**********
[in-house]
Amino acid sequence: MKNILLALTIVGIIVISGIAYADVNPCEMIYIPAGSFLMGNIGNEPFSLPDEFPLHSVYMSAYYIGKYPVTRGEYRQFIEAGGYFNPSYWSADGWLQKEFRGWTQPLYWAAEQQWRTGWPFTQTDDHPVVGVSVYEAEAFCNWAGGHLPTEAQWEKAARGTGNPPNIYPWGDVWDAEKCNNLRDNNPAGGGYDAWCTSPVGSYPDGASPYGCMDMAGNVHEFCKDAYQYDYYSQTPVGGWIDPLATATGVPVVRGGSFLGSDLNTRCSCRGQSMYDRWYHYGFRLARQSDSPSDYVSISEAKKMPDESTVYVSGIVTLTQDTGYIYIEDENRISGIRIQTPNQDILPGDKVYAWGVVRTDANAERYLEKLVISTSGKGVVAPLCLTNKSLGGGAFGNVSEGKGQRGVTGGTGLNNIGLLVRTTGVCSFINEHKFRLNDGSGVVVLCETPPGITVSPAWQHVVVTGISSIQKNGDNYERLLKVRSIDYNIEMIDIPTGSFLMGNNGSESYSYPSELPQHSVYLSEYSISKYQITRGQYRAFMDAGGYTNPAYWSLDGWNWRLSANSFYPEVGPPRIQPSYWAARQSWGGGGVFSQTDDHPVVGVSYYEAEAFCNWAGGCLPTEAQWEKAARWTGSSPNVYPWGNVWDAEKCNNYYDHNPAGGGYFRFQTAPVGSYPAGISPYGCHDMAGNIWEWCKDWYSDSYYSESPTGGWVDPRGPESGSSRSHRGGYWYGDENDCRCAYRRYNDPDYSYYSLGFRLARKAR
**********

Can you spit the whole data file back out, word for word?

[in-house]
Amino acid sequence: MKNILLALTIVGIIVISGIAYADVNPCEMIYIPAGSFLMGNIGNEPFSLPDEFPLHSVYMSAYYIGKYPVTRGEYRQFIEAGGYFNPSYWSADGWLQKEFRGWTQPLYWAAEQQWRTGWPFTQTDDHPVVGVSVYEAEAFCNWAGGHLPTEAQWEKAARGTGNPPNIYPWGDVWDAEKCNNLRDNNPAGGGYDAWCTSPVGSYPDGASPYGCMDMAGNVHEFCKDAYQYDYYSQTPVGGWIDPLATATGVPVVRGGSFLGSDLNTRCSCRGQSMYDRWYHYGFRLARQSDSPSDYVSISEAKKMPDESTVYVSGIVTLTQDTGYIYIEDENRISGIRIQTPNQDILPGDKVYAWGVVRTDANAERYLEKLVISTSGKGVVAPLCLTNKSLGGGAFGNVSEGKGQRGVTGGTGLNNIGLLVRTTGVCSFINEHKFRLNDGSGVVVLCETPPGITVSPAWQHVVVTGISSIQKNGDNYERLLKVRSIDYNIEMIDIPTGSFLMGNNGSESYSYPSELPQHSVYLSEYSISKYQITRGQYRAFMDAGGYTNPAYWSLDGWNWRLSANSFYPEVGPPRIQPSYWAARQSWGGGGVFSQTDDHPVVGVSYYEAEAFCNWAGGCLPTEAQWEKAARWTGSSPNVYPWGNVWDAEKCNNYYDHNPAGGGYFRFQTAPVGSYPAGISPYGCHDMAGNIWEWCKDWYSDSYYSESPTGGWVDPRGPESGSSRSHRGGYWYGDENDCRCAYRRYNDPDYSYYSLGFRLARKAR